Quebec will table a special law to allow boycotting students to eventually finish their school semester, while taking a summer break to "restore calm" in the three-month old tuition crisis.
Emergency legislation announced Wednesday night will suspend the current semester for many CEGEP college and university students, with provisions for classes to be postponed until August.
The Liberal government announcement was met with furious reaction from student groups, who warned of future unrest, as thousands of students gathered in Quebec City and Montreal for late-night protests.
Charest stressed the law calls for semester suspension.
"We're not cancelling, let's be clear, we're suspending," he said, flanked by several rectors and university-association officials. "It will allow us to finish the winter sessions in the fall."
The law will also address the right to education access, which the premier called an essential "right."
"Nobody can pretend to defend access to education and then block the doors of a CEGEP or university."
"I expect all those in a position of leadership to assume that responsibility, whether they are students, teachers or union activists," Charest said. "There is no reason for anyone to use violence and intimidation."
"The current situation has lasted too long... Quebecers have a right to live in security."
Legislation details will be revealed when the bill is tabled at the national assembly, which could happen as early as Thursday.
Student leaders appeared furious as they reacted to the government's announcement.
FEUQ university association spokeswoman Martine Desjardins warned that government hopes of defusing the tuition crisis would likely fail.
"If Jean Charest wanted to reduce tensions with this proposal, I'm really afraid that it will increase them instead... Young people will remember."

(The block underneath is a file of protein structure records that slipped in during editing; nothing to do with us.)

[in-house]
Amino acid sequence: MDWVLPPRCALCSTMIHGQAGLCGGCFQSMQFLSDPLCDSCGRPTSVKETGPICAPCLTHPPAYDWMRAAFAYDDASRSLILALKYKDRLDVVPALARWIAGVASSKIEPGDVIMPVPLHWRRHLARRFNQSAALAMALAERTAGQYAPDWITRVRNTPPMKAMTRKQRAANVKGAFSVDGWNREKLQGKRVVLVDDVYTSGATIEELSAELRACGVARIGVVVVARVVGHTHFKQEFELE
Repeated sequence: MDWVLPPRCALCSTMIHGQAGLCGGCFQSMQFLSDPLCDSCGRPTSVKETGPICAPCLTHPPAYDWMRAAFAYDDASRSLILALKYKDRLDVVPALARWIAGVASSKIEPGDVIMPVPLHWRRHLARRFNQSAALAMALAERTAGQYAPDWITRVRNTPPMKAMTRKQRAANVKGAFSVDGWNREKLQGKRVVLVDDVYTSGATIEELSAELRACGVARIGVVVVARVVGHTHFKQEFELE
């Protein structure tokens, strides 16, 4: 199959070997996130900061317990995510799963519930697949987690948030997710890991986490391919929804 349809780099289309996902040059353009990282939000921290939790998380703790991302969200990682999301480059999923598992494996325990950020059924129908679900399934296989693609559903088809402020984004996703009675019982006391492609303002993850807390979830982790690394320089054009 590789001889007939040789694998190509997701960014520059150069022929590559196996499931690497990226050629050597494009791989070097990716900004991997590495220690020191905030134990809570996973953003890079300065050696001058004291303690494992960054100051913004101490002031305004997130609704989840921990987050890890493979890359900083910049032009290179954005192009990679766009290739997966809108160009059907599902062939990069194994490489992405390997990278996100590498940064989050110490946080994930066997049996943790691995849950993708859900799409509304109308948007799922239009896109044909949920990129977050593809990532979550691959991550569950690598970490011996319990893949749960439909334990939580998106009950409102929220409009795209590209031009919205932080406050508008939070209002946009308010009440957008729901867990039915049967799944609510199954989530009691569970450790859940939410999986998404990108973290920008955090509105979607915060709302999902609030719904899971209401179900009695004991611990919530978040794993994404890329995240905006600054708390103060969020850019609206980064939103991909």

At her side was Léo Bureau-Blouin, spokesman for CEGEP college association FECQ, who hinted at uprising among the student population.
"If there is violence, if there are serious injuries, Premier Jean Charest will have to carry the blame for the rest of his political career," Bureau-Blouin said.
The FECQ spokesman said earlier that students were concerned Quebec would resort to police powers to quell the tuition crisis.
Several CEGEP colleges and university programs have made the decision to cancel classes over the past few weeks after protesters blocked their entrances, despite court injunctions allowing some students to resume lectures.
On Wednesday, protesters clashed with undergraduate law students at the University of Quebec in Montreal (UQÀM), forcing the suspension of lectures in the program.
Law students obtained a court injunction allowing them to resume their studies on campus, but hundreds of masked protesters stormed their classes in a tension-fuelled showdown.
The emergency law proposed by the government will have a deep impact on as many as 11 universities and 14 CEGEPs across Quebec, where classes could be postponed until August, when a short catch-up session would resume.
It will also allow students to take summer jobs, and for everyone to take a break from the escalating conflict.
"This is a time to cool down, take a breath, and take a look at the whole situation," Charest said.
Opposition Parti Québécois Leader Pauline Marois said she is opposed to any legislated crackdown.
Sporting the iconic red felt square that has come to symbolize the Quebec tuition movement, Marois said negotiation would always work better than coercion.
"I think the best way is to discuss," she said.